Lawyers are found just about everywhere in a society as complex as ours. A typical first job for a lawyer might be setting up an individual practice; working in a law firm or a corporate legal department; entering government service at the local, state, or federal level; accepting a judicial clerkship; joining a bank, trust company, or accounting firm; or working for a public interest group. Following is a list—though not a comprehensive one—of some of the specialties within the law profession: corporate and securities law, antitrust law, intellectual property law, family law, tax law, labor law, criminal law, public interest law, international law, entertainment law, environmental law, real estate, estate law, tort law, and bankruptcy law. Other areas of specialty exist and often are more prevalent in some parts of the country than others; there is quite a bit of overlap in specialty areas as well. New areas of expertise, such as banking, health services, and sports law continue to develop to accommodate our rapidly changing world; a lawyer may develop a well-defined subspecialty by accumulating a high volume of a particular kind of case that may recur. The law school's career services office can provide you with more information on these specific practice areas.
Different Settings in Which to Practice Law
Aside from varying subject-matter specialties, there are many practice settings in which a lawyer can exercise his or her skills. There are more lawyers in solo practices and small firms, but the rapid growth of the big firms and the well-publicized starting salaries of newly minted lawyers have received a great deal of publicity over the years. These positions represent only a small fraction of the available positions for lawyers. Beginning with a closer look at these large firms—with their advantages and their disadvantages—we offer a description of the diverse settings in which a lawyer may work over the course of a career.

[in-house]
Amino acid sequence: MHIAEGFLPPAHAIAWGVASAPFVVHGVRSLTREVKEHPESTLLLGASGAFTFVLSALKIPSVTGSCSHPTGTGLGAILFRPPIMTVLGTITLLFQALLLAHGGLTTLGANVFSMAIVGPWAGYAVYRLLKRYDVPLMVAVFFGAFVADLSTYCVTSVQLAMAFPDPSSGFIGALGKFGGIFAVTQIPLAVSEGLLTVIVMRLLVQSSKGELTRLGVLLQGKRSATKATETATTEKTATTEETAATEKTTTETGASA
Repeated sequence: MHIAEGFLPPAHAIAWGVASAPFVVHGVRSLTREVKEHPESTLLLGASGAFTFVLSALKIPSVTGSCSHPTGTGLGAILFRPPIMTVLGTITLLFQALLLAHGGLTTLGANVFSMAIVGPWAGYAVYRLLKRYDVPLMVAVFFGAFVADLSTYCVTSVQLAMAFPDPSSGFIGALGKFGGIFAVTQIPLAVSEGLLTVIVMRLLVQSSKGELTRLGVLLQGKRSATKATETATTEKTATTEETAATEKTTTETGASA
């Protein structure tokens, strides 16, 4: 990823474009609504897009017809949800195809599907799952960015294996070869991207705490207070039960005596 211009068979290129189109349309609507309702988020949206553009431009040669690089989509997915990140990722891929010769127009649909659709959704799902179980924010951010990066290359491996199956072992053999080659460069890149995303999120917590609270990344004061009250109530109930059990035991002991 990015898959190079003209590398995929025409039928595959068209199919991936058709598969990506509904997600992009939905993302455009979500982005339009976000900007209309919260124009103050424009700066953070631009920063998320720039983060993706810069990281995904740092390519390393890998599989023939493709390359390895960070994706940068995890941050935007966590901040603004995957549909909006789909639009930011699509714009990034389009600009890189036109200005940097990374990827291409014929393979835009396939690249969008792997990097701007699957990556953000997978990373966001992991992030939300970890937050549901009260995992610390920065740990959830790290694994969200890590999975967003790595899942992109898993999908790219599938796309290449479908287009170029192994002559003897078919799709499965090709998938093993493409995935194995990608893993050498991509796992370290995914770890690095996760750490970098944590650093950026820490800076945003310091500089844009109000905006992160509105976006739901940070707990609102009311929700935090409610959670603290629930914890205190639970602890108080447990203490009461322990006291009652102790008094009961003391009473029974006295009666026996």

The Large Law Firm
A large firm, sometimes referred to as a national firm, is comprised of 100 to 200 partners (sometimes more) and associates, often with two or more offices. Generally, these firms are located near the financial communities and Fortune 500 companies of major metropolitan areas. The nature of the legal work undertaken by a national firm might range from preparing the initial articles of incorporation and bylaws for a new enterprise to handling a corporate reorganization under the provisions of federal bankruptcy laws. The firm may be involved in a huge corporate lawsuit that will take years to resolve, or it may be working on the details of a multi-million-dollar business transaction.
The new associate's work is likely to be restricted to a small, structured group. Usually, large firms are segmented into specialty groups such as litigation, corporate, real estate, trusts and estates, and so on. Sometimes associates rotate from one department to another. The associate's work at the outset consists of supplying background research for the more senior members or writing simple legal documents or shorter portions of more complicated documents. Associates also proofread, oversee the mechanical aspects of preparing legal documents in the appropriate form, and serve as general assistants as needed. It may be some years before associates are given primary responsibility for a case. Competition for advancement can be quite intense. An associate will usually leave, or be eased out if it becomes clear that he or she will not become a partner, although today many non-partners stay on as senior associates or non-equity partners. Partnership selection typically begins about the seventh year. Although these large firms are likely to pay quite well, they do expect a lot from their associates for that compensation.